Help your brain
Health Educator Sally Mathrick spoke about keeping your brain healthy on Saturday March 2nd 2019, at the annual Seven Sisters Festival.
Brain Health and Disease
Dementia related diseases kill more women than any other disease (ABS 2017).
Currently 20% of people over 60 years of age have dementia symptoms, and TWO THIRDS of them are preventable through correct health and lifestyle choices.
We need to protect our precious brains, enhance our clarity and consciousness, and do everything we can to ensure that we are compos mentis until the day we die. There are many small ways to do this, which add up to effectively reducing the damage imposed on the brain and enhance the regenerative capacity of the brain.
The 6 tips Sally provided in her talk were divided into 2 groups – actions that challenged the brain and actions that allowed for repair and mapping of neural circuits. Here they are:
There are many elements of dance that support new neural circuits to be formed, and for the brain to be enhanced. Evidently, it brings all the benefits of exercise, increased circulation and fitness, but also other aspects. Firstly the asymmetrical actions of dancing are great for the brain, the creative improvisation and the novel movements are all superb for enhancing neuroplasticity. Secondly, listening and responding to music in physical and mental ways are complex responses that are rewarding for brain health. Thirdly, interrelating with others in dance is a challenge that enhances brain health. And it’s fun!
Fasting is wonderful for many reasons, and in terms of brain health, fasting has been shown to increase the energy generation in brain cells (increases mitochondria in neurons, to make us smarter), it enhances stem cell production and levels of Brain Derived Neurotrophic Factor (BDNF) which both support laying down new ways of thinking. Additionally, it’s also about the things you’re NOT eating!
When we are engaged in an adventure, we’re more present. We use more of our senses and awareness to figure out what to do and where to go, rather than simply following the same old routine. Routine certainly has its rightful place for brain health, however the freshness and presence that is required whilst adventuring lends to a more supple and flexible mind.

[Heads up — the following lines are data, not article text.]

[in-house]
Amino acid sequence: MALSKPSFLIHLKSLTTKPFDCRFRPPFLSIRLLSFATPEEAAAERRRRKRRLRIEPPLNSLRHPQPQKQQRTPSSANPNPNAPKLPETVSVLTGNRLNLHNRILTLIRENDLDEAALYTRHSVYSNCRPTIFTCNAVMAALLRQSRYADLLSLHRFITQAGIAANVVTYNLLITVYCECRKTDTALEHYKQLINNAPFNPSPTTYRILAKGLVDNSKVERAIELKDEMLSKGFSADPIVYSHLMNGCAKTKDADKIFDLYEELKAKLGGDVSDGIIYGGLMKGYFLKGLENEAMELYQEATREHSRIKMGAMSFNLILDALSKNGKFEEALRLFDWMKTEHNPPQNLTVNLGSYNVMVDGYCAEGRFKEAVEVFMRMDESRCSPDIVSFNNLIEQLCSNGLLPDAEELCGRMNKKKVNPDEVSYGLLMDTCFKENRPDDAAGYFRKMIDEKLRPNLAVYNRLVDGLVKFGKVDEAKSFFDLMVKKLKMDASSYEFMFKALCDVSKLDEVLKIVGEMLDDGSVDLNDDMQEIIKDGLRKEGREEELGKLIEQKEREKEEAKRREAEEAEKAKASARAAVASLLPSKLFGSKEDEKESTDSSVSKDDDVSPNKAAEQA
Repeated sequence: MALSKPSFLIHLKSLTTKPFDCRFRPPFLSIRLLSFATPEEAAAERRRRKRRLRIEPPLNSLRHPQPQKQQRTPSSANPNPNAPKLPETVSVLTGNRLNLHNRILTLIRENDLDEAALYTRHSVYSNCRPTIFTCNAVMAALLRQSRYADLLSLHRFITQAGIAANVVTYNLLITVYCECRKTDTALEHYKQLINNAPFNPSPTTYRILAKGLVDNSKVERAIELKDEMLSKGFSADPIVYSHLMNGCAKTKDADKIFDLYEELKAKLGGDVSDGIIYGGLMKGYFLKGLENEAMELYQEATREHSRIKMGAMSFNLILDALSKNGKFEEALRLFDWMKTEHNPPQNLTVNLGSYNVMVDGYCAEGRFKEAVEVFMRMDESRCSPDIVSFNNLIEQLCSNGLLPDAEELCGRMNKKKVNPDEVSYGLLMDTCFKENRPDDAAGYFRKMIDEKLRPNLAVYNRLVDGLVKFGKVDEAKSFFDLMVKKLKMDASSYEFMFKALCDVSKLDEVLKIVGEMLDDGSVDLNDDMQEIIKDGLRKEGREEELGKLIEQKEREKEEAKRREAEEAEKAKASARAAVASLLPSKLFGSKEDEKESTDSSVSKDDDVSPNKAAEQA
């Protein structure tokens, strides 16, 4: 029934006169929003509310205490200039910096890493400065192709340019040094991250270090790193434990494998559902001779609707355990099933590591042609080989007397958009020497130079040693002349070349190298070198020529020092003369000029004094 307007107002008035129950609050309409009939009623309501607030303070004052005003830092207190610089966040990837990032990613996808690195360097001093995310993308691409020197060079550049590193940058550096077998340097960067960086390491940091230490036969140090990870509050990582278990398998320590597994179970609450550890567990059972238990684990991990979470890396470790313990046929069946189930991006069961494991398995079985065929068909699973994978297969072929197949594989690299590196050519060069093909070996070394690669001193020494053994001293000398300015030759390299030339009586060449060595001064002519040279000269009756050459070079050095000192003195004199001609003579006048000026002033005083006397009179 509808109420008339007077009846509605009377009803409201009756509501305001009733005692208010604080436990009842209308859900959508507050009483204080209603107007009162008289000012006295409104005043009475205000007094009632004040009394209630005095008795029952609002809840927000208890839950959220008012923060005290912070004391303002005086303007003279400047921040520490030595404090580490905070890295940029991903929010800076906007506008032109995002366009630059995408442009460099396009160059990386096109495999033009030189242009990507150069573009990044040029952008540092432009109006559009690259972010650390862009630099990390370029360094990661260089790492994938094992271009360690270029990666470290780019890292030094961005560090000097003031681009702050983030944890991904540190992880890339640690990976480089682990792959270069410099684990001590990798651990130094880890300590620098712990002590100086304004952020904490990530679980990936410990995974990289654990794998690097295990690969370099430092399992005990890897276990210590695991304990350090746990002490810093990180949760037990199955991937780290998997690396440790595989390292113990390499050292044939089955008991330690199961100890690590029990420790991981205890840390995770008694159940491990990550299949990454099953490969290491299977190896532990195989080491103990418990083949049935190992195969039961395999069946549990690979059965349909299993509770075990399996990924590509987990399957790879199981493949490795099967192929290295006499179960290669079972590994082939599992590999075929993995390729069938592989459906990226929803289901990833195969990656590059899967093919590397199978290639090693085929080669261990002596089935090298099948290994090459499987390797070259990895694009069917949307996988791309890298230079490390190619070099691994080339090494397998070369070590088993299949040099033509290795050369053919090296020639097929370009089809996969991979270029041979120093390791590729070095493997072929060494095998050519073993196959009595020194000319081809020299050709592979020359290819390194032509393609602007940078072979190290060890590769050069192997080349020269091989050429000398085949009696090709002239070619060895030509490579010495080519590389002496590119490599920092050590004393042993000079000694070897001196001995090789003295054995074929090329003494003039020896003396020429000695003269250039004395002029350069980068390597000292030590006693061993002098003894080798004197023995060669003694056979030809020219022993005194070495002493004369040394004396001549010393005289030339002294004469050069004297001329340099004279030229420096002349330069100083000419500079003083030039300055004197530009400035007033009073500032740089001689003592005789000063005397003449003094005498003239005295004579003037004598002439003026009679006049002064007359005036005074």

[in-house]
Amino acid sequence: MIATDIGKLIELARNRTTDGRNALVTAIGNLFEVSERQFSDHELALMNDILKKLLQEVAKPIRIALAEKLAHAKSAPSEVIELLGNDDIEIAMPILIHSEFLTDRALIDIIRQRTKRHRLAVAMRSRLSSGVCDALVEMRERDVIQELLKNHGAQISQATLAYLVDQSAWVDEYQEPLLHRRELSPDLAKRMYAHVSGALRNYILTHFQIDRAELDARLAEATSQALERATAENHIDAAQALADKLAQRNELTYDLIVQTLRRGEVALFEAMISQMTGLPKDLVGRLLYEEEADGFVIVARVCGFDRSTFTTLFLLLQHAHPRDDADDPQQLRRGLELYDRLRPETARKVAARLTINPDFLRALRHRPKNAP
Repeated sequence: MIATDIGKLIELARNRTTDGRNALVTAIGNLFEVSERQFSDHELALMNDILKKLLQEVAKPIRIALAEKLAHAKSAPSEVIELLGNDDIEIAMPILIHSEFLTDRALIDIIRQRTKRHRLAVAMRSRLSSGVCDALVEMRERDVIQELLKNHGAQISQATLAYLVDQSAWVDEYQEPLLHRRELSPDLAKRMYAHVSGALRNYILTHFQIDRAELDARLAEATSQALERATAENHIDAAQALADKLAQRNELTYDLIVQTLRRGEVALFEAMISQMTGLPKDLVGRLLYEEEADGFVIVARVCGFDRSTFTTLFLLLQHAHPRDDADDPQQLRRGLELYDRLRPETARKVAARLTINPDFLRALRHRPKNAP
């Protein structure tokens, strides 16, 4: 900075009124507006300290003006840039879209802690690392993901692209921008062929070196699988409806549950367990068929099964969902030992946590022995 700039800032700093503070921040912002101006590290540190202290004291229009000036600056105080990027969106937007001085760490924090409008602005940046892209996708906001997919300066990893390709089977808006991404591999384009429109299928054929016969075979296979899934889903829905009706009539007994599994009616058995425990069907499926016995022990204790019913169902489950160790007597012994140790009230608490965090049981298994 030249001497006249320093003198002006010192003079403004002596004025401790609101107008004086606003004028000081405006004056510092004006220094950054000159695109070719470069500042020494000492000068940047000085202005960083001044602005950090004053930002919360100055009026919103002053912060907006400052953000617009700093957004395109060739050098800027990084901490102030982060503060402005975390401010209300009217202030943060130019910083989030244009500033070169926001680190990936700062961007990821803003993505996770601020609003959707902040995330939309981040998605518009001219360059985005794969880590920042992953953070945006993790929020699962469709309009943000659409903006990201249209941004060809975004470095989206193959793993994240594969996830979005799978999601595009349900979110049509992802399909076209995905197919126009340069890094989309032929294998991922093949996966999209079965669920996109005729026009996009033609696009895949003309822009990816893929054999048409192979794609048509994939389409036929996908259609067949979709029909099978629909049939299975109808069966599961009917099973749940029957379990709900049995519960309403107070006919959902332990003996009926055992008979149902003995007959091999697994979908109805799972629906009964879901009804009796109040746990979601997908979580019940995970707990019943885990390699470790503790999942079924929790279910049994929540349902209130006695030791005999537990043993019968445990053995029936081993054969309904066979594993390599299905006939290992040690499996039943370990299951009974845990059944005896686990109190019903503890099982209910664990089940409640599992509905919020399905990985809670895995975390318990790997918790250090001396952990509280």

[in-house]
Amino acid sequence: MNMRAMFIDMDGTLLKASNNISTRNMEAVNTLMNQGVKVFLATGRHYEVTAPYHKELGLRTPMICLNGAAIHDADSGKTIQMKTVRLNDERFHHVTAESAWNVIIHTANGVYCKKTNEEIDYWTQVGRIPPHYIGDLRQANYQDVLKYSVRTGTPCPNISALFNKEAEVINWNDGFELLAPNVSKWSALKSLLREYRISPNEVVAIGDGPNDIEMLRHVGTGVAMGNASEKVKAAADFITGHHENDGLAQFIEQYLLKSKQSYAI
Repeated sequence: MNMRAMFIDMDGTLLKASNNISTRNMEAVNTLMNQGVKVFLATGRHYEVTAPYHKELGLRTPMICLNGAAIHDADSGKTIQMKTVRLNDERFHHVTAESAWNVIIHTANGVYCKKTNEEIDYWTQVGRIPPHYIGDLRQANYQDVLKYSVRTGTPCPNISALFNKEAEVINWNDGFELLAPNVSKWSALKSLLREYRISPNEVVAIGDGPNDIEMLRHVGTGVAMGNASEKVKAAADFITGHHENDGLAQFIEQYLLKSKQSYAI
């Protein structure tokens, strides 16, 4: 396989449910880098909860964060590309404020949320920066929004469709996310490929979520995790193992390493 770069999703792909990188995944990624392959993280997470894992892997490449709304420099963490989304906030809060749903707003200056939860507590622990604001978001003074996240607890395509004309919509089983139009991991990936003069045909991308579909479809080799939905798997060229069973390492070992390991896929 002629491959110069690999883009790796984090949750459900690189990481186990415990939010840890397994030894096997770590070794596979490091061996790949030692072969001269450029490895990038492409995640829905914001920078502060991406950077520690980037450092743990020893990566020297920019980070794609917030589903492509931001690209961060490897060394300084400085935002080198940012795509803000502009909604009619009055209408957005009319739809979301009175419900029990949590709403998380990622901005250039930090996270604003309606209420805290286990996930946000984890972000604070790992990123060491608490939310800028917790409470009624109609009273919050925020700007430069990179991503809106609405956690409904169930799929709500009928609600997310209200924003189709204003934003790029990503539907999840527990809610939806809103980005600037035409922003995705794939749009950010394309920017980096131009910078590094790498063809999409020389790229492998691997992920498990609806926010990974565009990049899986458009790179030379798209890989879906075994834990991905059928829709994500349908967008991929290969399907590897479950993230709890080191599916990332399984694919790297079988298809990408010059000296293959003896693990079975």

Allowing the mind to wander without direction is akin to letting your imagination run free. The richness and depth of our neural circuitry is enhanced when we take time out to daydream. Not daydreaming in front of a screen or facebook though. Day dream as you fold the laundry, or wash the dishes or water that garden. Daydreaming can also allow forgotten thoughts to resurface and can help with coming up with new solutions (certainly something radically needed now a days!).
Sleeping is sooooo beneficial for the brain. And taking a nap is too. Your day time naps shouldn’t be more that 20 minutes long though (set an alarm and airplane mode on your phone before you lay down). If you dip into sleep, you can a nice dose of melatonin, the sleep hormone, and best antioxidant for the body. If you need to get some big work achieved when you wake up, drink a coffee before you lay down and the caffeine will begin to peak just as you wake up.
“The currency of wellness is connection” – Jack Travis’ quote is one of my favourites. Connect and relate with those you love and who love you regularly, and enjoy the brain benefits. Connect inside of your self too, feel into how your body mind is going. Also relate to the world around you, and in particular to the natural world. We are bio-philic and benefit from connecting with nature.
There are so many changes afoot now, and we all have the opportunity to decide how to steer the Earthship out of dangerous waters.
Fresh and creative ideas are needed now, more than ever! So keep your brain healthy, with these and many other actions, so that you can contribute your unique gifts.
Contact Sally to run a workshop for your group:
Or for some more fresh ideas on how to keep your body-mind fresh, check out Sparkle Courses